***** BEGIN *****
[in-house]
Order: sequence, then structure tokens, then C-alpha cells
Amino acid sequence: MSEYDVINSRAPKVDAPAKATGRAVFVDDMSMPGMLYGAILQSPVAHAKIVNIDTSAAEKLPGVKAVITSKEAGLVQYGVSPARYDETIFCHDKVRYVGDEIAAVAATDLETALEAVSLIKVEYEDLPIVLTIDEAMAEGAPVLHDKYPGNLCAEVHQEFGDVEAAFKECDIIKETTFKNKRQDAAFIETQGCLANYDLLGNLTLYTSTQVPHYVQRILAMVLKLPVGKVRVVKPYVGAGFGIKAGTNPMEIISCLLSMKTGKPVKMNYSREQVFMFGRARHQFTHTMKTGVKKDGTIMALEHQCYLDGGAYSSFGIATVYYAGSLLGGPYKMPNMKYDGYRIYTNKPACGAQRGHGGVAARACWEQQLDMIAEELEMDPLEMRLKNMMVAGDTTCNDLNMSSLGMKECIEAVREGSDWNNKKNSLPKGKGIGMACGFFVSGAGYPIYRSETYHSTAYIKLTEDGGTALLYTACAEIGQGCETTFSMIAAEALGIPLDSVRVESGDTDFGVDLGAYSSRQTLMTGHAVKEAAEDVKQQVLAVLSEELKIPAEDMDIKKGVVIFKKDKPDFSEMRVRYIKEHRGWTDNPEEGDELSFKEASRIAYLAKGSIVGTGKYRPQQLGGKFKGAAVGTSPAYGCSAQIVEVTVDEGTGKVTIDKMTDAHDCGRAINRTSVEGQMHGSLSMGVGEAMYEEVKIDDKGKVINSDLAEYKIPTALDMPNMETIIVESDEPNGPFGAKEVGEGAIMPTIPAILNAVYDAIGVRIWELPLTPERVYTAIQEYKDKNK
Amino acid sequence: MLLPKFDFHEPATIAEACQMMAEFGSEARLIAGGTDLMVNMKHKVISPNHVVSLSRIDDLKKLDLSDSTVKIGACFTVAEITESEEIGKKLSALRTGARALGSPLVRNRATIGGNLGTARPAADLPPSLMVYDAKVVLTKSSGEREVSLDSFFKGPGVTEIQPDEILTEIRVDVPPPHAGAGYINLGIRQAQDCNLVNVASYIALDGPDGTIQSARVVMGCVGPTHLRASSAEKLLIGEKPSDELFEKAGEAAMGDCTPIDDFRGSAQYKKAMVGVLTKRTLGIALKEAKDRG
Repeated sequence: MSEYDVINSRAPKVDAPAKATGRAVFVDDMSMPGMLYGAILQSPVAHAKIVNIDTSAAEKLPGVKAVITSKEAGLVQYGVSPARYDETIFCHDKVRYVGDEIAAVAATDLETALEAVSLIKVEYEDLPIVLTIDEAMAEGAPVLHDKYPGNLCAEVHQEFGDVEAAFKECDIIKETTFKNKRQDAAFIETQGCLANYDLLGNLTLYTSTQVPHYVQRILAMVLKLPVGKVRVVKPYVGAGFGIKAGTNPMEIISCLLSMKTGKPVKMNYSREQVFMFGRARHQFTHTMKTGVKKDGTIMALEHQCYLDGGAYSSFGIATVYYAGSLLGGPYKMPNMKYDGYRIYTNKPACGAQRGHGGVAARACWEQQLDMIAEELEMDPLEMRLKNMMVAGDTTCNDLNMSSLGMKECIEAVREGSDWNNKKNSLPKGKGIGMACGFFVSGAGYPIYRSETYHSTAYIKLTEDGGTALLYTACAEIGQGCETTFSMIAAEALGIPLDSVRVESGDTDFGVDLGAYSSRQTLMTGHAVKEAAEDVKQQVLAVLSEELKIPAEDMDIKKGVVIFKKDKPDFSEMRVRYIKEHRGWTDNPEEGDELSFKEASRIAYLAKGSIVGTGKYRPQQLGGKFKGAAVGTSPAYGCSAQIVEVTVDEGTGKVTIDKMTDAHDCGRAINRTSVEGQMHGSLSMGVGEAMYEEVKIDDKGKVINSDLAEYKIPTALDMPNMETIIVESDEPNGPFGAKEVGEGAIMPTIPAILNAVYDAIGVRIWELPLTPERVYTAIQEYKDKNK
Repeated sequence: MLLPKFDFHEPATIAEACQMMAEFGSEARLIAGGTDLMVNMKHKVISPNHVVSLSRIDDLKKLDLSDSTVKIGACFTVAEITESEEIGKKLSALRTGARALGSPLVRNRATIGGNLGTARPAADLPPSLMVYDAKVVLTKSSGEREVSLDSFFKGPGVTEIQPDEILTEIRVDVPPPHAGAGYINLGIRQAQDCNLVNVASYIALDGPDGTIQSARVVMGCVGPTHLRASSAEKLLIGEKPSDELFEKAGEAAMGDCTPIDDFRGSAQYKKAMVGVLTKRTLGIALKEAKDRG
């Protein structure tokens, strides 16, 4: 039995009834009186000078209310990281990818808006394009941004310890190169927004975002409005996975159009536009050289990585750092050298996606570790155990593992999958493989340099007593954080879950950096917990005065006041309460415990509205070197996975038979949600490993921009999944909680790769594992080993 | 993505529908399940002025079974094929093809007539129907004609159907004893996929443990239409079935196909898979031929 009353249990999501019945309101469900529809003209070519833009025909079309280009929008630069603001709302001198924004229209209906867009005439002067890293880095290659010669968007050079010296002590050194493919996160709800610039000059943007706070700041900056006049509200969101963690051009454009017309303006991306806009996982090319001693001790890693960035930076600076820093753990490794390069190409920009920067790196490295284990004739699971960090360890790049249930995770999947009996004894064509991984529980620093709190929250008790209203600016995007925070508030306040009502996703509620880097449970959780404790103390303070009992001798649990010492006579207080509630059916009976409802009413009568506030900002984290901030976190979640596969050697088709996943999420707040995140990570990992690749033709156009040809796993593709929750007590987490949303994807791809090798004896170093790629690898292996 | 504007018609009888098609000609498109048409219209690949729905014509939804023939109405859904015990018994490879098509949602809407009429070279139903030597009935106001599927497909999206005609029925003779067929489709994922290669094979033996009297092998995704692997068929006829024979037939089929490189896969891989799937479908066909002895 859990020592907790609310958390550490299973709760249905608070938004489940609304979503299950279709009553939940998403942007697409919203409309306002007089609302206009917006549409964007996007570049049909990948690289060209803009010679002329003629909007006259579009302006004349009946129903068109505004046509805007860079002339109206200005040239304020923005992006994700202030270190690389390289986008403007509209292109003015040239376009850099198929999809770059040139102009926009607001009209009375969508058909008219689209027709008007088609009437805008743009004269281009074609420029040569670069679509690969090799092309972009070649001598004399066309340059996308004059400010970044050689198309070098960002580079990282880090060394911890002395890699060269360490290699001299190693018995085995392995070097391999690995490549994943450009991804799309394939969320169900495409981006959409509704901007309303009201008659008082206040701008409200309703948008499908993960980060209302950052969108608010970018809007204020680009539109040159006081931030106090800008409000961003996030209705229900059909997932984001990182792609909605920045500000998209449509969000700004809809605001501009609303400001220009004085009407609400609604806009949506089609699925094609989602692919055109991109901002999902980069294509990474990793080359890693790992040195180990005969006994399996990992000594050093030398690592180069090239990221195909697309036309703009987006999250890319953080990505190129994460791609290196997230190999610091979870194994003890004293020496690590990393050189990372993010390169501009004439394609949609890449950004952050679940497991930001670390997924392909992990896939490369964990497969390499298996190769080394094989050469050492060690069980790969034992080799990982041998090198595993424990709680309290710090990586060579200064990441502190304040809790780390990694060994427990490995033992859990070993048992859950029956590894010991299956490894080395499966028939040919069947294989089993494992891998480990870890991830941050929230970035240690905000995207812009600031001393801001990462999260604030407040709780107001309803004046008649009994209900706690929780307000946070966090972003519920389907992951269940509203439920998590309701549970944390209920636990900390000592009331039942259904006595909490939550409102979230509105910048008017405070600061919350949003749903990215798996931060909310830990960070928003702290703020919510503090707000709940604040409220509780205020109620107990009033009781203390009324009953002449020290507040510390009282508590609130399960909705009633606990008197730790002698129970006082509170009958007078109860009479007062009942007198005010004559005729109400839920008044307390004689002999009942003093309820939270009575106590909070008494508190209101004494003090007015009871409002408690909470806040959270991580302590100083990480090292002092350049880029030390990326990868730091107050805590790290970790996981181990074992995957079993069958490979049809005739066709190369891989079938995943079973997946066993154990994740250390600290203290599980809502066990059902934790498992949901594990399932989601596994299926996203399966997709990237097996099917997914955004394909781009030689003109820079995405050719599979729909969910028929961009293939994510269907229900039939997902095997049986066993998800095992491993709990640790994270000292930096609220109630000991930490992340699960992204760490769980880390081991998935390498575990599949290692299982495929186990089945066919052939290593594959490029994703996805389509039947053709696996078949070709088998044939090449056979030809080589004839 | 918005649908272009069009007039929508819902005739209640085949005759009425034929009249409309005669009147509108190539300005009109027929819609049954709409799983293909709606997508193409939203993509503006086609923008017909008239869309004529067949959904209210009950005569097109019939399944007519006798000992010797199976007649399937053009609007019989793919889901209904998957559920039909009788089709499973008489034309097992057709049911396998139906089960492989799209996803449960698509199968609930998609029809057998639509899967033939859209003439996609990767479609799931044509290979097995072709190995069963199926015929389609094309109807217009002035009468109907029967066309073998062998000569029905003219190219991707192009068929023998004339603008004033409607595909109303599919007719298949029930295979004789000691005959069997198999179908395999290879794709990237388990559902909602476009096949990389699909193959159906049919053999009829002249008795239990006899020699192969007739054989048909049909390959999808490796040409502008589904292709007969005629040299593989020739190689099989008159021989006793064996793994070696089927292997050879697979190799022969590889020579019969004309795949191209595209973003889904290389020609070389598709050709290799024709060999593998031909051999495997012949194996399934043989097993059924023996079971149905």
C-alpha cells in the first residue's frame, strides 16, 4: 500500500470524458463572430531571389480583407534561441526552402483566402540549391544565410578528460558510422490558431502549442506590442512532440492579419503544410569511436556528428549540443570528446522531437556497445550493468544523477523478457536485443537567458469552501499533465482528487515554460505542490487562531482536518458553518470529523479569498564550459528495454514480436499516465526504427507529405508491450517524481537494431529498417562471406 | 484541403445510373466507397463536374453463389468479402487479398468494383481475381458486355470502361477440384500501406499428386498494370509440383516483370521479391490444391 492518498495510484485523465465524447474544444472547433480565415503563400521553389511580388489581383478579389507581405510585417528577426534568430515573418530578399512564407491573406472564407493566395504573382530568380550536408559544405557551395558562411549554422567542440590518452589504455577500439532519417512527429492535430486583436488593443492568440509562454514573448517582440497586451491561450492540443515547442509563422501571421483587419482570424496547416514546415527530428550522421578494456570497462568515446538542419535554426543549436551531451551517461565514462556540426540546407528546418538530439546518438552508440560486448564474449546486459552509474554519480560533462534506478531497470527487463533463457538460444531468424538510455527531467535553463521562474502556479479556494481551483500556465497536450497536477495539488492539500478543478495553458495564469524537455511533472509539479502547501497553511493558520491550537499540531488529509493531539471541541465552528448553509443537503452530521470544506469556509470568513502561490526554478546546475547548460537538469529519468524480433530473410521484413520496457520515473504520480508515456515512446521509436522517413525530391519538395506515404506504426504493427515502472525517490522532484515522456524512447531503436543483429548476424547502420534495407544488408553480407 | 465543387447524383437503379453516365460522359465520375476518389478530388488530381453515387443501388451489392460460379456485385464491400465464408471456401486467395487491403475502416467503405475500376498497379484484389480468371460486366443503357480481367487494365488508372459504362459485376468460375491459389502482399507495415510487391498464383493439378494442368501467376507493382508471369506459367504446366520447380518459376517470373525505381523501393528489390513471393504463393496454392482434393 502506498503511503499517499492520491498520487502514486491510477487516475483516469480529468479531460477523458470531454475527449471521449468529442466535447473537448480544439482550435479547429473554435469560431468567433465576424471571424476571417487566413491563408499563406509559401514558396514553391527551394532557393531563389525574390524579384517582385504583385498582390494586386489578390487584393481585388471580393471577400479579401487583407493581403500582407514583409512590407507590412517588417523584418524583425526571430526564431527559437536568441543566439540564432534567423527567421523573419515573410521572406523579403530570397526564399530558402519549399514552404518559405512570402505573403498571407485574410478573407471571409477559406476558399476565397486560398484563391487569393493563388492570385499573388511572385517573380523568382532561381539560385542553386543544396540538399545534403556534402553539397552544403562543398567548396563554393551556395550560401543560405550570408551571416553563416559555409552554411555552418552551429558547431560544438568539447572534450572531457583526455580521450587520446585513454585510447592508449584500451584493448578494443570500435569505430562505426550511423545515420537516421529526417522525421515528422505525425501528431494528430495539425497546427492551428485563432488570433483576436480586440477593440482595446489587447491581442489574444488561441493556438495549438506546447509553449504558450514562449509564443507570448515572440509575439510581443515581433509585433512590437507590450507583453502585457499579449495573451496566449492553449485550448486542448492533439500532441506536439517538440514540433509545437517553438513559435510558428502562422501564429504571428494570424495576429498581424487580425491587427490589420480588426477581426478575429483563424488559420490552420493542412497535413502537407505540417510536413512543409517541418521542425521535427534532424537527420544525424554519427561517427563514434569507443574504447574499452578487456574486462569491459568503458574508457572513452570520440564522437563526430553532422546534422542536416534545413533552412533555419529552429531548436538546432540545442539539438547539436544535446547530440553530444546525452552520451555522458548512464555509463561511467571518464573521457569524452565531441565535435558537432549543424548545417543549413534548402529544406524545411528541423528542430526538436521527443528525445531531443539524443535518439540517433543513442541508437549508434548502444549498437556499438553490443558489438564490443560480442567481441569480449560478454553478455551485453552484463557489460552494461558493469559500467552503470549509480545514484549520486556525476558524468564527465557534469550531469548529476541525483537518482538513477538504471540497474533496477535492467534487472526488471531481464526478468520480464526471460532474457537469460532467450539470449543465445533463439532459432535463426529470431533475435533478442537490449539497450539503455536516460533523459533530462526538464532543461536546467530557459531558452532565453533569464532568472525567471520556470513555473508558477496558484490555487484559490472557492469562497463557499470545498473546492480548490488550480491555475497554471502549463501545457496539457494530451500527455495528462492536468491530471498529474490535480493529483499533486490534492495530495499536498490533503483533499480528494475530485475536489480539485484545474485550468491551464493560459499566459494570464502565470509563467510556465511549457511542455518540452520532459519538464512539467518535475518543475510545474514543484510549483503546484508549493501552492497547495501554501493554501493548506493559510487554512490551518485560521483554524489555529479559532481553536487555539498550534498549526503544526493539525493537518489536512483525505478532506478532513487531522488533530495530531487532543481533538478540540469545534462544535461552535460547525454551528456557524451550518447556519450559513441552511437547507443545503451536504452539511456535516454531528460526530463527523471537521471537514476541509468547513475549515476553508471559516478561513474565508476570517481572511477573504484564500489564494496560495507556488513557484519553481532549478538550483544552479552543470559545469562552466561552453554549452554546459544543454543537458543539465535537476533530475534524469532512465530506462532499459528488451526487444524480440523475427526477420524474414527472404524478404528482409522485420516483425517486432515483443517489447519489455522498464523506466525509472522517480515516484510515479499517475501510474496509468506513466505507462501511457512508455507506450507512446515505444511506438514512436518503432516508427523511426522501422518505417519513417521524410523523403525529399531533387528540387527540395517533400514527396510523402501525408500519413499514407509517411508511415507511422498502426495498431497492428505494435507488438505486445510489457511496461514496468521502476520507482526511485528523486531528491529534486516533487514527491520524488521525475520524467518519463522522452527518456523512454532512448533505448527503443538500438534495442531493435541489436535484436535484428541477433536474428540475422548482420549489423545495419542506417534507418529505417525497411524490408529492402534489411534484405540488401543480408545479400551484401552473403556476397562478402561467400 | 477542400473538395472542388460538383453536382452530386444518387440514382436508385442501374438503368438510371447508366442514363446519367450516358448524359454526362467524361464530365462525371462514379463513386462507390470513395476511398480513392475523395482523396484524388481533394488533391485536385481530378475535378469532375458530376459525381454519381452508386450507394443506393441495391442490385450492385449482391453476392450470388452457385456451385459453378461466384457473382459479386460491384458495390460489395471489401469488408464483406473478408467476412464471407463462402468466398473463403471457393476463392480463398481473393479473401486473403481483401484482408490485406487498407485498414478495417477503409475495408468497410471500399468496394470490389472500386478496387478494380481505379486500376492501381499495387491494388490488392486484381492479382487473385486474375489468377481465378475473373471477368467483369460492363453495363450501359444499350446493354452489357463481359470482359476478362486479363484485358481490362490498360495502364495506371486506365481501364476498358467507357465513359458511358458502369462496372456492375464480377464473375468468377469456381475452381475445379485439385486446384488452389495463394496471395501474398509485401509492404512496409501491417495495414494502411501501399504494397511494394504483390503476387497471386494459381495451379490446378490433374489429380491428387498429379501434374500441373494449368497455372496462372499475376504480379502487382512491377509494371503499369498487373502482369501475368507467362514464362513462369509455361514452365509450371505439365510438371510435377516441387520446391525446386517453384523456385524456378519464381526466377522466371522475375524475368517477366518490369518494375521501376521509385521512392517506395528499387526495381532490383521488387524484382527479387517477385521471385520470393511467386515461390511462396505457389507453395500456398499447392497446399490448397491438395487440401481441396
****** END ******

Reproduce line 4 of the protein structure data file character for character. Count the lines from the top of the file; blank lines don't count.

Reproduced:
Amino acid sequence: MLLPKFDFHEPATIAEACQMMAEFGSEARLIAGGTDLMVNMKHKVISPNHVVSLSRIDDLKKLDLSDSTVKIGACFTVAEITESEEIGKKLSALRTGARALGSPLVRNRATIGGNLGTARPAADLPPSLMVYDAKVVLTKSSGEREVSLDSFFKGPGVTEIQPDEILTEIRVDVPPPHAGAGYINLGIRQAQDCNLVNVASYIALDGPDGTIQSARVVMGCVGPTHLRASSAEKLLIGEKPSDELFEKAGEAAMGDCTPIDDFRGSAQYKKAMVGVLTKRTLGIALKEAKDRG